All humans have the same basic brain design – cerebral cortex, thalamus, cerebellum, and so on. For all our diversity, we’re basically all cars painted different colors but containing the same engine with minor quirks. Now think of an enormously large space of possible Artificial Intelligence designs. Any two AI designs might be less similar to each other than you are to a mouse (which also has a cerebral cortex, cerebellum, etcetera.)

In the eighteenth century, a man named David Hume first theorized that, in principle, you could take intelligence and hook it up to any particular goal. Think of a chess-playing program. The current programs are designed to win chess games; they try to steer the future of the chess board into the set of games defined as a winning position for whatever side they’re currently playing. But you could also make a chess-playing program that would try to make sure the game drew, or stalemated. So this enormously large space of possible minds comes populated with minds that want all different sorts of things. You could design a mind that wants paperclips.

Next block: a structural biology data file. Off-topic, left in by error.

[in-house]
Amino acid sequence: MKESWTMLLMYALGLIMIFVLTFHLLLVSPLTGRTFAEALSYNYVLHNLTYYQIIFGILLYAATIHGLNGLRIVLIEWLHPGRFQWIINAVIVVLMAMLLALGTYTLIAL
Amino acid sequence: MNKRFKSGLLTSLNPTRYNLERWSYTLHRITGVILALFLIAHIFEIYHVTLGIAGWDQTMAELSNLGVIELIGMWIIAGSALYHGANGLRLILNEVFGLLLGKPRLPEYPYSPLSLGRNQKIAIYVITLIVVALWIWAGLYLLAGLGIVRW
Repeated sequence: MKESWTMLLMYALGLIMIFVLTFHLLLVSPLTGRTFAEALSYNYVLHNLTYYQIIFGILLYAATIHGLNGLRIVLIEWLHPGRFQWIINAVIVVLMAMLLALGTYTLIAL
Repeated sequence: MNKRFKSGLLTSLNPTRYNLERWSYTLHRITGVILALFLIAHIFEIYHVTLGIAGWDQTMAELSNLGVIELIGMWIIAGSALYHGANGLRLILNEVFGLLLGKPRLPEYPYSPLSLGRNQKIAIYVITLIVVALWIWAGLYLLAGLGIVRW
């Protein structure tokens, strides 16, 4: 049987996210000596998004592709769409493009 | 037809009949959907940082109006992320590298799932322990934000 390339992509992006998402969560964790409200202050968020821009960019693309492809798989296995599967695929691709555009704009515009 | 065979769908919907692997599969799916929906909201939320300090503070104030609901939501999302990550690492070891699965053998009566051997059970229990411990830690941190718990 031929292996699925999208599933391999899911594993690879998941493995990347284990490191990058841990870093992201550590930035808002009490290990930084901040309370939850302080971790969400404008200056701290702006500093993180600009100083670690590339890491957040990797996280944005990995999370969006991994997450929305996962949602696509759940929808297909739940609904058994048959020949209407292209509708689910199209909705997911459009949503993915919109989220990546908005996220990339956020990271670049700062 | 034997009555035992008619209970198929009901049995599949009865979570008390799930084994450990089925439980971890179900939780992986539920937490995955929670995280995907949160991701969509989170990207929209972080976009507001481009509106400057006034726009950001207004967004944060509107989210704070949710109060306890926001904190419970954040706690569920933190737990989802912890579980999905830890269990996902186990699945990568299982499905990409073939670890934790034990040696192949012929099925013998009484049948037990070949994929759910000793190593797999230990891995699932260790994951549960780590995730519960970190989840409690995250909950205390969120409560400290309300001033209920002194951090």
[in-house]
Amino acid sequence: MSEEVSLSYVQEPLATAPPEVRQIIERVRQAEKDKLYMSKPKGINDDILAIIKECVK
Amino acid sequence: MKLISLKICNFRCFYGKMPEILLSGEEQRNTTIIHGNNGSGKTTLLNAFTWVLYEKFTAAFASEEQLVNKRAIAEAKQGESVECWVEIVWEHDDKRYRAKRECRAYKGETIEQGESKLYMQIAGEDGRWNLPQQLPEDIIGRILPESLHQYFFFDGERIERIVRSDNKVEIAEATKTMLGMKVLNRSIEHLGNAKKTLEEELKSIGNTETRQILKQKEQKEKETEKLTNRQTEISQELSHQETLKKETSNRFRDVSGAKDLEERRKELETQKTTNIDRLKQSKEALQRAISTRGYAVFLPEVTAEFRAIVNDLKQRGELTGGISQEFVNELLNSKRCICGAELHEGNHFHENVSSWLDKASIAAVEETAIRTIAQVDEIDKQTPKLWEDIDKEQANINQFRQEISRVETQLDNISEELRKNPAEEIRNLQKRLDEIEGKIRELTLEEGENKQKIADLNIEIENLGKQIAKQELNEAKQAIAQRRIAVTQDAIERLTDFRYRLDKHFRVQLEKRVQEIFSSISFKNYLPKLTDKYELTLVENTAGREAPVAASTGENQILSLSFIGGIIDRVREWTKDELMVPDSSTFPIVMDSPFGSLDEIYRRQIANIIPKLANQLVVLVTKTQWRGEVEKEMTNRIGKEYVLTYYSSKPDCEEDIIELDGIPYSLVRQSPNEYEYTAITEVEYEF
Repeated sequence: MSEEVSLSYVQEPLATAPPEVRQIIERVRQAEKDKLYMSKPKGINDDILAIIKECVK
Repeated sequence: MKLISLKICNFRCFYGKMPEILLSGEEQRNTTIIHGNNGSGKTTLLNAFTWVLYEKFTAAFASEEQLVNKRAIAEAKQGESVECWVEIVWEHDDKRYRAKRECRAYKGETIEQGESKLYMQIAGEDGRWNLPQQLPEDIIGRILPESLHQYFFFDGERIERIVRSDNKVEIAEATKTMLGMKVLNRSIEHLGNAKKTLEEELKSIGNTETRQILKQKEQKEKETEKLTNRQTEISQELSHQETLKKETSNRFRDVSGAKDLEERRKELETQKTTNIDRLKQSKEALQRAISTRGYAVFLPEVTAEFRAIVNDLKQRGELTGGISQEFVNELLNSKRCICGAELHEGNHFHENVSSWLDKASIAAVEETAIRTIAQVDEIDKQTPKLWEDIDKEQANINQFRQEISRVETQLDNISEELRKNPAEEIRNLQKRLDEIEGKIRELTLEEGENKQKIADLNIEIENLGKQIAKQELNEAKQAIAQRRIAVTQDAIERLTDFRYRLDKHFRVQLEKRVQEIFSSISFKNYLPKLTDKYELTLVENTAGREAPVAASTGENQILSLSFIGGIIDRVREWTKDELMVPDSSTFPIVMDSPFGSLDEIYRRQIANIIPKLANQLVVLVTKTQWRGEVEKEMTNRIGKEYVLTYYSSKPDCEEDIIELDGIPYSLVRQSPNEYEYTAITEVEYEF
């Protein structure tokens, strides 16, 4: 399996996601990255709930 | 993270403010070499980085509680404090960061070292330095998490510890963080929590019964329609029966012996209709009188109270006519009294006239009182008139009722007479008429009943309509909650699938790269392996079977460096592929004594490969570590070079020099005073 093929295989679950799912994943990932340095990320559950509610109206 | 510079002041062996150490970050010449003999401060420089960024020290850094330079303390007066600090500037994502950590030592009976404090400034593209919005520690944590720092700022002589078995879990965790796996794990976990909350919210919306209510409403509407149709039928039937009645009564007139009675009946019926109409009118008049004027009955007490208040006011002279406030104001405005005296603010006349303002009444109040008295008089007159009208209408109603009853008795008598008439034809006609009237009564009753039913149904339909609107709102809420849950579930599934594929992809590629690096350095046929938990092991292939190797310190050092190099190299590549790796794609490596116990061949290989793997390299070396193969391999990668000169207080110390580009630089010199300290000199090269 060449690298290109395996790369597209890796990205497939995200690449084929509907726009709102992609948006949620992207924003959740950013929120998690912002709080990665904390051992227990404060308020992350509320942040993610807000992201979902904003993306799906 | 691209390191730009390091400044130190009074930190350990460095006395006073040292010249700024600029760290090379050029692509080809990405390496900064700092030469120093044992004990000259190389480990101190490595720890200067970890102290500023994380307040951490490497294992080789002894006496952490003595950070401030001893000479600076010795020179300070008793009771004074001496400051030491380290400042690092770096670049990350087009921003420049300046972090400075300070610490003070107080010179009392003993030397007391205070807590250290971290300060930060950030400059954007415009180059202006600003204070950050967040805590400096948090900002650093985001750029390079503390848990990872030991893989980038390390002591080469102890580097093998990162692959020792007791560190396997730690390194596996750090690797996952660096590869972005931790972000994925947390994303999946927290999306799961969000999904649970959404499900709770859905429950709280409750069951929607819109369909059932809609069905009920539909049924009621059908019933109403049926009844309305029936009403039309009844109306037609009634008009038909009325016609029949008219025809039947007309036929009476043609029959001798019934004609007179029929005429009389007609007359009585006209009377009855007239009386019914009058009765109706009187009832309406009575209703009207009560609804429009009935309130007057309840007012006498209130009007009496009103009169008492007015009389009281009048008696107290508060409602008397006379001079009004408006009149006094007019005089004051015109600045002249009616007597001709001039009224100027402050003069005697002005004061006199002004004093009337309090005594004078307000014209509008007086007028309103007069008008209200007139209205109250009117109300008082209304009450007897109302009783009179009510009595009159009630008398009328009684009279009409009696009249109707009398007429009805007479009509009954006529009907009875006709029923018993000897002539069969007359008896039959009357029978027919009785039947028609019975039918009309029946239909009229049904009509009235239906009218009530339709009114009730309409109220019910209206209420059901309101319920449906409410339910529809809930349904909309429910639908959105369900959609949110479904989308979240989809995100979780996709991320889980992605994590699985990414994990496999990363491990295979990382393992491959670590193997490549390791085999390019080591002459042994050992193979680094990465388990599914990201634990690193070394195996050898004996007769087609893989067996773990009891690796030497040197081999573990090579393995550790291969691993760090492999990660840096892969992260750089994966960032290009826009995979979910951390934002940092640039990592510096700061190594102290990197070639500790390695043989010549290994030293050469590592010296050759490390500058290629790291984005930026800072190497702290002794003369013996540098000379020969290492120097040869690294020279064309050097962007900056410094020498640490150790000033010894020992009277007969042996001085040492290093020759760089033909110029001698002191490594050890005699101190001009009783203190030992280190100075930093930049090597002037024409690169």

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And when you try to appeal to any argument that, say, people being happy is more *interesting* than paperclips, a mind only responds to that argument if it’s the sort of mind that steers the future toward interesting things. There’s no mathematical law prohibiting the existence of a mind that doesn’t care about the quality you call ‘interesting’. In fact it’s simpler just to care about paperclips.

So if the different possible AIs we could build want different things, we’re likely to end up in a very different future depending on what sort of AI will actually be build. The value alignment problem is building a *smarter-than-human* AI such that running it produces an outcome that we will gloss over as ‘good’, beneficial, normative, nice, etc.

This is technically hard for a number of reasons. The most obvious reason is that we might have to get it right on the first try. If you build something smarter than you, and you make a mistake in designing its goals, then it will fight you if you try to edit its goals. If it wants paperclips, it won’t *want* to want something else, because if you edit its goals then that leads to a future with fewer paperclips, and it wants paperclips.